Research in Progress – November 2012

Lori Andrews submitted a final grant report to the Greenwall Foundation describing the finding from her work analyzing the legal issues surrounding the collection of health information by social networks and related data aggregators.

 

Christopher Buccafusco is collecting data on a group of experiments involving intellectual property law’s incentives for creativity and innovation.

 

Laurie Leader is currently engaged in updating her treatise entitled Wages and Hours: Law & Practice (Matthew Bender), due in February 2013.

 

Martin Malin has been awarded a grant of $25,000 by the National Academy of Arbitrators Research and Education Foundation.  The grant will fund a study comparing the handling of statutory human rights claims in arbitration under collective bargaining agreements in the Province of Ontario with the handling of the claims before the Ontario Human Rights Tribunal (the administrative agency with jurisdiction).  The expectation is that the results will be relevant to the ongoing discussions in Canada over the appropriate forum(s) for statutory human rights claims and the ongoing debate in the U.S. over the compelled arbitration of statutory employment claims.  Prof. Malin’s collaborators are Professor Sara Slinn of Osgoode Hall Law School at York University in Toronto and Professor Jon Werner of the Department of Management at the University of Wisconsin – Whitewater.  The bulk of the grant money will be used to pay students at Chicago-Kent and Osgoode Hall to read and code the arbitrator and tribunal decisions.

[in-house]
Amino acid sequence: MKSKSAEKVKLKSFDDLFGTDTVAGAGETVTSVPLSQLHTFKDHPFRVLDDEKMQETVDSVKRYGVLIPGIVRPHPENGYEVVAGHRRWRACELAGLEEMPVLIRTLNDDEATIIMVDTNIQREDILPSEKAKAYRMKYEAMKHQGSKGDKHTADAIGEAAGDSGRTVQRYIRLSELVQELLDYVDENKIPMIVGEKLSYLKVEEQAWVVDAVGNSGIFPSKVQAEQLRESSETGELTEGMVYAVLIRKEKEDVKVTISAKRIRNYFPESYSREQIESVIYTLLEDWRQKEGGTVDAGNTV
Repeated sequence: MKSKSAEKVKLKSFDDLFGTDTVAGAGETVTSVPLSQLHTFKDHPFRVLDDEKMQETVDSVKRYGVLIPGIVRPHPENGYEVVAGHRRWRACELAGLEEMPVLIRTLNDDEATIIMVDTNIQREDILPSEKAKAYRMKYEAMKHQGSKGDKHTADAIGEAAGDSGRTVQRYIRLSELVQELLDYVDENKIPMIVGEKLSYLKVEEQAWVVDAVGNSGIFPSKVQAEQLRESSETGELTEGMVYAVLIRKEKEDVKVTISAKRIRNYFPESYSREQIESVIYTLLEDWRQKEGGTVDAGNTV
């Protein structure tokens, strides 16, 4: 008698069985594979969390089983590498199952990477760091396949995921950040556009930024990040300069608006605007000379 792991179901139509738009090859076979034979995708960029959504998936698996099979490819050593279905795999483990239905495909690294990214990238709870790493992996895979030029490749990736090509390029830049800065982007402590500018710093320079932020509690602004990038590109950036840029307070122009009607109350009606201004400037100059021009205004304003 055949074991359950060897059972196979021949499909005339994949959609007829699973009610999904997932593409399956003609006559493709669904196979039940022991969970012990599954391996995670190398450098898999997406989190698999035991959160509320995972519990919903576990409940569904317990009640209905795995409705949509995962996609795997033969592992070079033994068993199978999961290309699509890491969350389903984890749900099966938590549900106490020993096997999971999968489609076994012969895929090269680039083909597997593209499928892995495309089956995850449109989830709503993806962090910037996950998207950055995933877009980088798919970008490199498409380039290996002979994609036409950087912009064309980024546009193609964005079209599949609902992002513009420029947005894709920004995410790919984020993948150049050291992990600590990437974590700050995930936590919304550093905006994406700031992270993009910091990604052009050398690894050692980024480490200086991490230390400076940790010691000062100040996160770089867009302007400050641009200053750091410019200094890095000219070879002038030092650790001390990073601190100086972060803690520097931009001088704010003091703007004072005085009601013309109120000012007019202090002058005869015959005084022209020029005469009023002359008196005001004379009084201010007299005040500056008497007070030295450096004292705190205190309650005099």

Joan Steinman is pursuing article ideas that include the circumstances under which denials of summary judgment should be reviewable after post-trial final judgment, waiver-by-conduct of removal and remand rights, and the constitutionality of statutes that confer subject-matter jurisdiction beyond that apparently permissible under Article III.

 

Nancy Marder is completing a paper called The Court and the Visual: Images and Artifacts in U.S. Supreme Court Opinions, which will be published in a symposium issue of the Chicago-Kent Law Review entitled “The Supreme Court and the Public.”  Professor Marder has also been doing research for a book chapter that will provide a comparison of who could serve on the jury back in 1888 and who can serve today and how jury composition has changed in the past 125 years.  This work is part of a project by Chicago-Kent faculty in honor of Chicago-Kent’s upcoming 125th Anniversary.

 

César Rosado Marzán has been a Guest Professor of Labor Law at the Institute for Social Private Law of Stockholm University’s Law School for the past six months. He has been doing empirical research on international framework agreements (“IFAs”), or agreements between global unions and multi-national corporations.  The research has taken him to various European locations, including the German industrial heartlands, Frankfurt, Geneva, London, and Stockholm, in addition to numerous interviews done by telephone to sources in Brussels, various points in Switzerland, and the United States.  IFAs pledge joint cooperation between global labor and management to, at a minimum, make sure that the companies are abiding by the ILO’s “core labor standards.” Professor Rosado Marzán is evaluating their effectiveness.

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